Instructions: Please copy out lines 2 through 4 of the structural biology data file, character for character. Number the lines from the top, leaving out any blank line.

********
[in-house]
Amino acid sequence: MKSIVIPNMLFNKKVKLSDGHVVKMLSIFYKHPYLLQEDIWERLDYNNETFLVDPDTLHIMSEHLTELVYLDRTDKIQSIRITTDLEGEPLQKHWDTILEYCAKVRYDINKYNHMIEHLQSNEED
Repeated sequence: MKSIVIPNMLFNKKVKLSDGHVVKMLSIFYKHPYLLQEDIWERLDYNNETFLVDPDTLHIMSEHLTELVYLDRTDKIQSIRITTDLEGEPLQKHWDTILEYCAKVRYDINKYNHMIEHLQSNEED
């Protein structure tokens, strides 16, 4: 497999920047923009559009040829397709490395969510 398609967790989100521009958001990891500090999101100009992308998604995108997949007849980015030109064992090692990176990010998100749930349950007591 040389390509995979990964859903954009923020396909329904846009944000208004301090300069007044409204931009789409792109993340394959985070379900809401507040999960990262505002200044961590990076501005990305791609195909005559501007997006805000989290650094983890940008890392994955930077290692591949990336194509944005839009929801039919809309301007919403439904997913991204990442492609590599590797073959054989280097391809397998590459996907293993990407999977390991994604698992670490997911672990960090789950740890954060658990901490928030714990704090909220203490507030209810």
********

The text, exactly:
Amino acid sequence: MKSIVIPNMLFNKKVKLSDGHVVKMLSIFYKHPYLLQEDIWERLDYNNETFLVDPDTLHIMSEHLTELVYLDRTDKIQSIRITTDLEGEPLQKHWDTILEYCAKVRYDINKYNHMIEHLQSNEED
Repeated sequence: MKSIVIPNMLFNKKVKLSDGHVVKMLSIFYKHPYLLQEDIWERLDYNNETFLVDPDTLHIMSEHLTELVYLDRTDKIQSIRITTDLEGEPLQKHWDTILEYCAKVRYDINKYNHMIEHLQSNEED
């Protein structure tokens, strides 16, 4: 497999920047923009559009040829397709490395969510 398609967790989100521009958001990891500090999101100009992308998604995108997949007849980015030109064992090692990176990010998100749930349950007591 040389390509995979990964859903954009923020396909329904846009944000208004301090300069007044409204931009789409792109993340394959985070379900809401507040999960990262505002200044961590990076501005990305791609195909005559501007997006805000989290650094983890940008890392994955930077290692591949990336194509944005839009929801039919809309301007919403439904997913991204990442492609590599590797073959054989280097391809397998590459996907293993990407999977390991994604698992670490997911672990960090789950740890954060658990901490928030714990704090909220203490507030209810």